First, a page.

Of all these forces, economic change, however disruptive, at least has an upside. Learning to live with and even benefit from economic change while managing the costs is the task that every single city and town in the United States needs to get on with. Fatalistic handwringing is no answer. (And to his credit, we don’t think that is the course of action that Krugman really recommends.)

But we do wish that when politicians behave as badly as crooked people in the private sector, more liberal and left wing intellectuals (to say nothing of the civil rights leadership) would call out the liars, demagogues and thieves who prey so adeptly and so destructively on the poor.

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  • Corlyss

    “The news that officials are also guilty of idiotic and irresponsible investment decisions should come as no surprise to emergency manager Kevyn Orr, or even to New York Times pundits.”
    That NEVER happens in Democratic administrations, at least, not so’s you could tell it by the liberal enablers known as the media.

    • Andrew Allison

      As a liberal (according to, I favor Republicans, Democrats and Libertarians equally, depending upon the issue LOL), I resent your careless use of the word when you mean progressive (double-speak for regressive). ;<)

  • rheddles

    Getting dangerously close to this.

    • Andrew Allison

      The law-abiding citizens of Detroit might welcome the assistance of the National Guard in restoring order to the city with one of the highest crime rates in the nation.

      • ThomasD

        A crime rate that is held down by there being little value left to steal, less people worth victimizing, and less police to document the crimes that do occur.

        Wherever one stands between Krugman and Meade on the causes of this disaster what surely cannot be debated is that the current condition of Detroit is abject proof that the people of Detroit do not have, and for decades have not had a government that remotely represented their interests.

        It is a failure of democracy – not just a failure of Democrats.

        • Mysticbeetle

          You’re wrong. It is the “result” of democracy. Bastardized as it’s become.

        • Andrew Allison

          Except that for the past 50 years the city has, like the nine other poorest cities in the US been run by and for Democrats (

          • bpuharic

            80% of Americans live in cities. And the cities in the poorest states, as WRM reported yesterday…the ones with the lowest social mobility…are all


          • Jeff Jones

            Primary source please. Don’t even bother posting a blog as a source. You wouldn’t accept one.

          • ThomasD

            Exactly. Well, sort of. That the Democrat party was able to game the system, and game it to the detriment of the larger population, is a (huge) problem.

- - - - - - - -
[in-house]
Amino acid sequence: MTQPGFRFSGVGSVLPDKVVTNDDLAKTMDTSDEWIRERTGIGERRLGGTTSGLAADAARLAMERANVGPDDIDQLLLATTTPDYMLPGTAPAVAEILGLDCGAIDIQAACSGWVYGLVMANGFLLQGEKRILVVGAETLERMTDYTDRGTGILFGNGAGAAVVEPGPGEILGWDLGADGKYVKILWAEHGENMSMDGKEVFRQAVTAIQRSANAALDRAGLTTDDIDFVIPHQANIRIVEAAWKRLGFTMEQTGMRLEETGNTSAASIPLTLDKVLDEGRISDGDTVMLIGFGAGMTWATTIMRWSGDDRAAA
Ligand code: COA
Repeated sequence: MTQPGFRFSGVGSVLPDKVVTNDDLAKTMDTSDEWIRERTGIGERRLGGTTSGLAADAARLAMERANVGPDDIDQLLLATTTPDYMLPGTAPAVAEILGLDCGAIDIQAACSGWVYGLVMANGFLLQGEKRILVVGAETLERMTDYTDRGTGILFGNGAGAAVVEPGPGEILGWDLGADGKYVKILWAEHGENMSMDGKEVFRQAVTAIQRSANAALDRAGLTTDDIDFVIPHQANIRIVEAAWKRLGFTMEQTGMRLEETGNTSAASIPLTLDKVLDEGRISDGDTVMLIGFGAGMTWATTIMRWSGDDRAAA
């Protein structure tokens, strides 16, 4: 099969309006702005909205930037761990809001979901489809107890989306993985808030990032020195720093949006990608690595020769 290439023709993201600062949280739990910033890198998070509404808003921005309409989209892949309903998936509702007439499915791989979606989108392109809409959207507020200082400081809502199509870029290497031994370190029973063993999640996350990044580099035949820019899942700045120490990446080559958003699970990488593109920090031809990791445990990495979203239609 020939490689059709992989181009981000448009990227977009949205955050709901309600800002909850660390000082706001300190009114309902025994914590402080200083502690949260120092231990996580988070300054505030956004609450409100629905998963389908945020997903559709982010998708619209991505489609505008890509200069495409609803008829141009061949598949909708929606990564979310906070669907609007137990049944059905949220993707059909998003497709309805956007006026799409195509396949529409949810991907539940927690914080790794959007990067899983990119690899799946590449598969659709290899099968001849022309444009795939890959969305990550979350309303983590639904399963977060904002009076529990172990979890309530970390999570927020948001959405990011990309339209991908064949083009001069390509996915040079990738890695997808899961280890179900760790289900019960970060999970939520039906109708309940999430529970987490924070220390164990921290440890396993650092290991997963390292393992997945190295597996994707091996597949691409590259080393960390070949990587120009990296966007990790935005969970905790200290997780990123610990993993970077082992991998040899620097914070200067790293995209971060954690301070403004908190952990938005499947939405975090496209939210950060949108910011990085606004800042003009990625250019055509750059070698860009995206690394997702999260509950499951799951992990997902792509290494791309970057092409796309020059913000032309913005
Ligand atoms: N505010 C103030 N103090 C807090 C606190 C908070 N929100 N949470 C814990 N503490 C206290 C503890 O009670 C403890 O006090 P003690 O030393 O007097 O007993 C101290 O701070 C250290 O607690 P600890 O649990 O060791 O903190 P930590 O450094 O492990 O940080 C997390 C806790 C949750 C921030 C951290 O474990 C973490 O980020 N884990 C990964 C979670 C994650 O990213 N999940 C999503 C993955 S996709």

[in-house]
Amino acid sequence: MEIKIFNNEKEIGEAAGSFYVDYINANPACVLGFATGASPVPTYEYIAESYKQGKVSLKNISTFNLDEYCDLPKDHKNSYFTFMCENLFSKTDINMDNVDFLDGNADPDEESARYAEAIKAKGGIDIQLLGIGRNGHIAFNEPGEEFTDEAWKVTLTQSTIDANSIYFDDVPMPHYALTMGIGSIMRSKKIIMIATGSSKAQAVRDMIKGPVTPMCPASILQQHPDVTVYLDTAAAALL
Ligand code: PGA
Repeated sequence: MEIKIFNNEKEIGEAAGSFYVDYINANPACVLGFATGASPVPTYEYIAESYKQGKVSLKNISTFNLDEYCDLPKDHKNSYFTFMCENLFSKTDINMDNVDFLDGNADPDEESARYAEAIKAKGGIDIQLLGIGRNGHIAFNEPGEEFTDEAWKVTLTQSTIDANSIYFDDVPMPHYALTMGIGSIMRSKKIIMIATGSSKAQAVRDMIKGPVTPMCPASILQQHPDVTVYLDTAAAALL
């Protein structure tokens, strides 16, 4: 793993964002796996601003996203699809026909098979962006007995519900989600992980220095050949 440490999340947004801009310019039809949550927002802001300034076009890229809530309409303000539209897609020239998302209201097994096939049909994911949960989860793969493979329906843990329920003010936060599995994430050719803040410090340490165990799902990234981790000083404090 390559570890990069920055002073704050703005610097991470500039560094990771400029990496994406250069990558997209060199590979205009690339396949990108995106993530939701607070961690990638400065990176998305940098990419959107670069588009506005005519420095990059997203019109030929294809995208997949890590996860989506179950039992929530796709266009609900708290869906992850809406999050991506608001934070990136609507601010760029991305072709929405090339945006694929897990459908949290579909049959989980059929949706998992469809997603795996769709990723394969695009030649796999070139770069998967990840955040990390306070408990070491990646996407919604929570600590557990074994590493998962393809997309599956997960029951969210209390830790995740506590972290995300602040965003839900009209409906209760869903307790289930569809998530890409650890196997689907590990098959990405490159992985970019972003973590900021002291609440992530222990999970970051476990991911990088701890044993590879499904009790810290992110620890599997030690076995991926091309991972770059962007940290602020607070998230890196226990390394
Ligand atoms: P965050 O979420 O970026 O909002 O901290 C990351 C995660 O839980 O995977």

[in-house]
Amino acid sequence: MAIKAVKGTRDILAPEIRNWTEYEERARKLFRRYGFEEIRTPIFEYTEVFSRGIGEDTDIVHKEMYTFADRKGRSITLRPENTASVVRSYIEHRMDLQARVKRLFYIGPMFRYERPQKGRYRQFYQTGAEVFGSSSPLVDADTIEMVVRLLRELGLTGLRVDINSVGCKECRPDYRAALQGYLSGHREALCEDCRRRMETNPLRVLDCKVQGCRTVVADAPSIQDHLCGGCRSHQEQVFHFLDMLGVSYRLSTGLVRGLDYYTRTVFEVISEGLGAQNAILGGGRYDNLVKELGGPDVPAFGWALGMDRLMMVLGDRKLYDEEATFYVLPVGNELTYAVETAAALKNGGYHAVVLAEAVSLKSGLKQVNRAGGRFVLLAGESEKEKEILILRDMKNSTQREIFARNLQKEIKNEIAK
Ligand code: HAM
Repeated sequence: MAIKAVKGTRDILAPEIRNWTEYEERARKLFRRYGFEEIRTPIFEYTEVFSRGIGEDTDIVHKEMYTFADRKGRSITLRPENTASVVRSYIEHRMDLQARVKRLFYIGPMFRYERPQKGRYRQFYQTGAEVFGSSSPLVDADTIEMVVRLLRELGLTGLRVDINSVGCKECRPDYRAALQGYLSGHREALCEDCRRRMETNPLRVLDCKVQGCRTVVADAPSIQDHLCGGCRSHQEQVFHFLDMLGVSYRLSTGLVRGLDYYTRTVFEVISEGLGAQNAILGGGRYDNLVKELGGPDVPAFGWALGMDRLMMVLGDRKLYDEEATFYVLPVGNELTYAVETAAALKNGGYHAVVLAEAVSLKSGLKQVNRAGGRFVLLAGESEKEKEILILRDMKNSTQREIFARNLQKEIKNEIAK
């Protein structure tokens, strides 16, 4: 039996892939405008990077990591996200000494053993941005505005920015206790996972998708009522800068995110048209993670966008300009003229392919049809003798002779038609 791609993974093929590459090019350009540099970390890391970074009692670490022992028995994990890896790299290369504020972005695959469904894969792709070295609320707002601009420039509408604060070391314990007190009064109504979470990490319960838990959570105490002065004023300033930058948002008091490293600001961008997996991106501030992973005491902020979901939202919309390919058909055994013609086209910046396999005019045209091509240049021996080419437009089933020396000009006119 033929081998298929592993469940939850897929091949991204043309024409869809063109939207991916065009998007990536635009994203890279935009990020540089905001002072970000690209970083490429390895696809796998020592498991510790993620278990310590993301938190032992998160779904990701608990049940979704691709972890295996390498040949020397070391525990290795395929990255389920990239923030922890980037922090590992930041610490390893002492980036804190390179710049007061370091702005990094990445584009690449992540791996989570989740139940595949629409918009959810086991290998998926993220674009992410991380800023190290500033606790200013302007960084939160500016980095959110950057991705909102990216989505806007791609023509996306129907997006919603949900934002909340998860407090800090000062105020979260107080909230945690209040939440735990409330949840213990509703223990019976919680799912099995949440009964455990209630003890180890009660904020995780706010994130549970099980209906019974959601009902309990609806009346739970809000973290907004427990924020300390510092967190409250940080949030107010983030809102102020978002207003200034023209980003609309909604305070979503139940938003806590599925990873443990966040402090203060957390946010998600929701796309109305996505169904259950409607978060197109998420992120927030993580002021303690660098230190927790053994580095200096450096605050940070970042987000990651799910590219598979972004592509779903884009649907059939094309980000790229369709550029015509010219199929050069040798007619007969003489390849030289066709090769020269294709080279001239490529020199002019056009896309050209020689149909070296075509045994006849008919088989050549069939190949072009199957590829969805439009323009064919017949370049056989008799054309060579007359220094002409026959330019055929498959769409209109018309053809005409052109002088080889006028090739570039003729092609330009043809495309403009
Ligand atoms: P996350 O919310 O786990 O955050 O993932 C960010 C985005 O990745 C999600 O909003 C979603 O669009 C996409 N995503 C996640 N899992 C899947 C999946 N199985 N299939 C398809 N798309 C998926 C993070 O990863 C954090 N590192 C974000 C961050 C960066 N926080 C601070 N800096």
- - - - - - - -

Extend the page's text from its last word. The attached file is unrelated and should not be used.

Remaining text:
But it is not the larger problem. The larger problem is that the system could be gamed to such an extent at all.

            Ergo, not merely a failure of Democrats, but a failure of democracy.

          • Andrew Allison

            Sorry, but no. The fact that “the ten poorest cities in the US have been run . . . .” cannot be ignored.

            I’ll agree that, as De Tocqueville wrote, democracy can’t survive in the long-term, but long-term Democrat rule demonstrability accelerates the inevitable collapse.

  • Pete

    Why would anyone waste the time to debate economic policy with a Kool-aid drinking, leftwing ideologue like Krugman?

    If this was the 1950s, Krugman would be praising Stalin’s economic planning with his wagging tongue, telling us how great the USSR is and that we must imitate Soviet policy.

  • Boritz

    One suspects Krugman would like to see nationwide the kind of total and protracted one party rule that Detroit has enjoyed. One further suspects that he would not regret it one bit if the result on a national scale was the same as long as he is on the winning side and safe in his gated, concertina wire encircled, and armed and patrolled community.

    • Andrew Allison

      Be kind, assume that he’s senile.

  • foobarista

    The Kruggster has no answer for Detroit in his “conscience of a liberal” bag of tricks. It had everything he wants to see: powerful unions, Democratic Party governance, high taxes, etc, and even with all those “advantages”, it somehow crashed and burned.

    So, move along, nothing to see here.

  • Anthony

    WRM, there is little to dispute in above Quick Take; however, Detroit is by no means sui generis. And the governor says the decline is at least 60 years in making (perhaps longer). Now, the toxic civic dynamic you describe above not only has hampered Detroit but also has fed on itself (social dynamism). So, where do we go from here – beyond Detroit’s present much discussed national attention – given that other municipalities though not in same extremis warrant attention?

  • bpuharic

    When the right uses supply side economics to bankrupt a country, while holding middle class wages stagnant for 30 years it’s called a ‘business cycle’. The middle class bails out the rich…that’s our job! We’re moochers, you see.